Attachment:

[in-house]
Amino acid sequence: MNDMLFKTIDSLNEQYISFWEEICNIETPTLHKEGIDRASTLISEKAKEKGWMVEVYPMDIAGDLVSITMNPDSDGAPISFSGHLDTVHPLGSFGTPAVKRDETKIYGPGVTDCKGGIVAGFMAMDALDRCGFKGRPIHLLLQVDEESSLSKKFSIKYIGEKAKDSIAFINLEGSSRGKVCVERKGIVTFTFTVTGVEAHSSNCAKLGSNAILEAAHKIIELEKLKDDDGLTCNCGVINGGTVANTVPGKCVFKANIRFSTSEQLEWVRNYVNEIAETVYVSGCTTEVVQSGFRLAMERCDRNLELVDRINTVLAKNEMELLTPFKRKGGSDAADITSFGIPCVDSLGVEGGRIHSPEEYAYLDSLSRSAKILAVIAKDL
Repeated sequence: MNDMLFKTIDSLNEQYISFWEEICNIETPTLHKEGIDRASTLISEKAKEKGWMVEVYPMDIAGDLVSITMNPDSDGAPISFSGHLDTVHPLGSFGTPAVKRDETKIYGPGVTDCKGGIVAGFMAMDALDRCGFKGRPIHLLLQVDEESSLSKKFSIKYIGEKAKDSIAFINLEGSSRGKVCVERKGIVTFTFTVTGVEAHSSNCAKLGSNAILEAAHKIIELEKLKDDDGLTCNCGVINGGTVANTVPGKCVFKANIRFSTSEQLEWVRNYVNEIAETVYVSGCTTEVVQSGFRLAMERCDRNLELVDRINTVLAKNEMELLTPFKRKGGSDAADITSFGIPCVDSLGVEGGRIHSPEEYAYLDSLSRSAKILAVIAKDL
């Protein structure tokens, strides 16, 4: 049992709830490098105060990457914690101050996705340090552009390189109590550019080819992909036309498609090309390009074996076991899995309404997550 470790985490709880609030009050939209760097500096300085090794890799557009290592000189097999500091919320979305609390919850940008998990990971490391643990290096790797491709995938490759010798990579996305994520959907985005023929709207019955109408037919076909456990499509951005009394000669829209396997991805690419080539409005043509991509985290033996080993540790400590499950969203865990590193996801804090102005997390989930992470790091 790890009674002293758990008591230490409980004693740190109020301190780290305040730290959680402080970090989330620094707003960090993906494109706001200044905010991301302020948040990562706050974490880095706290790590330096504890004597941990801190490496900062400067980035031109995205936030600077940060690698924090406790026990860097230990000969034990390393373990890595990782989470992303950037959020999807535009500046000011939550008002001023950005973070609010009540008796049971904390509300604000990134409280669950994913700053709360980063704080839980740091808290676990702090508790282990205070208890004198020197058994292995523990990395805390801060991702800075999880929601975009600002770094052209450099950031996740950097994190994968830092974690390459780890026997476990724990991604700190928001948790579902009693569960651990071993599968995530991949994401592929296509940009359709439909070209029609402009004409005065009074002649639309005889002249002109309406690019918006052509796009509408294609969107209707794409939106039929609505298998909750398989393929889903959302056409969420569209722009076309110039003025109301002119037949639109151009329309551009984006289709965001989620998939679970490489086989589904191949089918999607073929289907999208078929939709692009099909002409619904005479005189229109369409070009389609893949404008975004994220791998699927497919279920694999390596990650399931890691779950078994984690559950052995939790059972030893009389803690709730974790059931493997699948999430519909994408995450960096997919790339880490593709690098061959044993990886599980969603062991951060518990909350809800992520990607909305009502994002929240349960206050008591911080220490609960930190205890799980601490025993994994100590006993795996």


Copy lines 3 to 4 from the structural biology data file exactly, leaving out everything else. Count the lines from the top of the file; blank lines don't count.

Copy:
Repeated sequence: MNDMLFKTIDSLNEQYISFWEEICNIETPTLHKEGIDRASTLISEKAKEKGWMVEVYPMDIAGDLVSITMNPDSDGAPISFSGHLDTVHPLGSFGTPAVKRDETKIYGPGVTDCKGGIVAGFMAMDALDRCGFKGRPIHLLLQVDEESSLSKKFSIKYIGEKAKDSIAFINLEGSSRGKVCVERKGIVTFTFTVTGVEAHSSNCAKLGSNAILEAAHKIIELEKLKDDDGLTCNCGVINGGTVANTVPGKCVFKANIRFSTSEQLEWVRNYVNEIAETVYVSGCTTEVVQSGFRLAMERCDRNLELVDRINTVLAKNEMELLTPFKRKGGSDAADITSFGIPCVDSLGVEGGRIHSPEEYAYLDSLSRSAKILAVIAKDL
């Protein structure tokens, strides 16, 4: 049992709830490098105060990457914690101050996705340090552009390189109590550019080819992909036309498609090309390009074996076991899995309404997550 470790985490709880609030009050939209760097500096300085090794890799557009290592000189097999500091919320979305609390919850940008998990990971490391643990290096790797491709995938490759010798990579996305994520959907985005023929709207019955109408037919076909456990499509951005009394000669829209396997991805690419080539409005043509991509985290033996080993540790400590499950969203865990590193996801804090102005997390989930992470790091 790890009674002293758990008591230490409980004693740190109020301190780290305040730290959680402080970090989330620094707003960090993906494109706001200044905010991301302020948040990562706050974490880095706290790590330096504890004597941990801190490496900062400067980035031109995205936030600077940060690698924090406790026990860097230990000969034990390393373990890595990782989470992303950037959020999807535009500046000011939550008002001023950005973070609010009540008796049971904390509300604000990134409280669950994913700053709360980063704080839980740091808290676990702090508790282990205070208890004198020197058994292995523990990395805390801060991702800075999880929601975009600002770094052209450099950031996740950097994190994968830092974690390459780890026997476990724990991604700190928001948790579902009693569960651990071993599968995530991949994401592929296509940009359709439909070209029609402009004409005065009074002649639309005889002249002109309406690019918006052509796009509408294609969107209707794409939106039929609505298998909750398989393929889903959302056409969420569209722009076309110039003025109301002119037949639109151009329309551009984006289709965001989620998939679970490489086989589904191949089918999607073929289907999208078929939709692009099909002409619904005479005189229109369409070009389609893949404008975004994220791998699927497919279920694999390596990650399931890691779950078994984690559950052995939790059972030893009389803690709730974790059931493997699948999430519909994408995450960096997919790339880490593709690098061959044993990886599980969603062991951060518990909350809800992520990607909305009502994002929240349960206050008591911080220490609960930190205890799980601490025993994994100590006993795996």